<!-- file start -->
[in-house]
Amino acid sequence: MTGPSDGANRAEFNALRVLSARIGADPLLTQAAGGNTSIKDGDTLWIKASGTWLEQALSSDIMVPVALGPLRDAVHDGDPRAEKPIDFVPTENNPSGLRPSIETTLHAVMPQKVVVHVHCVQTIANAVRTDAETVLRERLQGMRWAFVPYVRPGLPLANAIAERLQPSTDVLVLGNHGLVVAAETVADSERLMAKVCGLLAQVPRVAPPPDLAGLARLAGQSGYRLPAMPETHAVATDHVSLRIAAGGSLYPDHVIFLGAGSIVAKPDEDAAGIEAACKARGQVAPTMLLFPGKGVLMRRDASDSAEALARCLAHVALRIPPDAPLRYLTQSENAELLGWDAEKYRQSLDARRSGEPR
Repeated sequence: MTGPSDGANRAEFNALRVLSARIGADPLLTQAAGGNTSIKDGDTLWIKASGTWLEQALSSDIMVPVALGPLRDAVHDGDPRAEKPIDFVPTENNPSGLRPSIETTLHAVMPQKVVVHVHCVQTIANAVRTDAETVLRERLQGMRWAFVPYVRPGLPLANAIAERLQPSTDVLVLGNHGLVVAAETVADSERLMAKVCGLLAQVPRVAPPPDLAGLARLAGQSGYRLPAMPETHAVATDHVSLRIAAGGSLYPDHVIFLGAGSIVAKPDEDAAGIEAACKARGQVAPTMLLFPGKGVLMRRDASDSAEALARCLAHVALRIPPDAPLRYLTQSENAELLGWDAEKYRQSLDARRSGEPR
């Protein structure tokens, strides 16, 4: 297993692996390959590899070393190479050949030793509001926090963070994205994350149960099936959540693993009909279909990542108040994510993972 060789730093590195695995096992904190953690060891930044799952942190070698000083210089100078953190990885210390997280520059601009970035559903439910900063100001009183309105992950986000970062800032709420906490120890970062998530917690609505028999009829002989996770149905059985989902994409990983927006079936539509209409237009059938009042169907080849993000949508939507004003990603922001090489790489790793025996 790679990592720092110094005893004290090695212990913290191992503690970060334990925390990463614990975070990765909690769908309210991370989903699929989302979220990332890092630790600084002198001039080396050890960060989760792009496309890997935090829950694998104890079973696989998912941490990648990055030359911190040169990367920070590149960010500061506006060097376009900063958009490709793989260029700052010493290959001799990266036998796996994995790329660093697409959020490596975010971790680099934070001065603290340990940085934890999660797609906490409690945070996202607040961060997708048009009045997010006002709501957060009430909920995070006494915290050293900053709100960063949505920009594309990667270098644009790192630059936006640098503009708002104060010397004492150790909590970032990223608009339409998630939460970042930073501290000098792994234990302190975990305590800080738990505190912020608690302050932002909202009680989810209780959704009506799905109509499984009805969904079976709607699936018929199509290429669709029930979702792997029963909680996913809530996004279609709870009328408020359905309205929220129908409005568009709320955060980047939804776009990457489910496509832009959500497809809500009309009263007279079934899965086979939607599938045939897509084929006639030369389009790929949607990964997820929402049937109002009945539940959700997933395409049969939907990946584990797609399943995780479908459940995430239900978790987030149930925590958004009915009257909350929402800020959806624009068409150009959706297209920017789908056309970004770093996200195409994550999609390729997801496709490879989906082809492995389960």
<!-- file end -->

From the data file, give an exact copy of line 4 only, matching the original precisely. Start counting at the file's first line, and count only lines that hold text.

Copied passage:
């Protein structure tokens, strides 16, 4: 297993692996390959590899070393190479050949030793509001926090963070994205994350149960099936959540693993009909279909990542108040994510993972 060789730093590195695995096992904190953690060891930044799952942190070698000083210089100078953190990885210390997280520059601009970035559903439910900063100001009183309105992950986000970062800032709420906490120890970062998530917690609505028999009829002989996770149905059985989902994409990983927006079936539509209409237009059938009042169907080849993000949508939507004003990603922001090489790489790793025996 790679990592720092110094005893004290090695212990913290191992503690970060334990925390990463614990975070990765909690769908309210991370989903699929989302979220990332890092630790600084002198001039080396050890960060989760792009496309890997935090829950694998104890079973696989998912941490990648990055030359911190040169990367920070590149960010500061506006060097376009900063958009490709793989260029700052010493290959001799990266036998796996994995790329660093697409959020490596975010971790680099934070001065603290340990940085934890999660797609906490409690945070996202607040961060997708048009009045997010006002709501957060009430909920995070006494915290050293900053709100960063949505920009594309990667270098644009790192630059936006640098503009708002104060010397004492150790909590970032990223608009339409998630939460970042930073501290000098792994234990302190975990305590800080738990505190912020608690302050932002909202009680989810209780959704009506799905109509499984009805969904079976709607699936018929199509290429669709029930979702792997029963909680996913809530996004279609709870009328408020359905309205929220129908409005568009709320955060980047939804776009990457489910496509832009959500497809809500009309009263007279079934899965086979939607599938045939897509084929006639030369389009790929949607990964997820929402049937109002009945539940959700997933395409049969939907990946584990797609399943995780479908459940995430239900978790987030149930925590958004009915009257909350929402800020959806624009068409150009959706297209920017789908056309970004770093996200195409994550999609390729997801496709490879989906082809492995389960």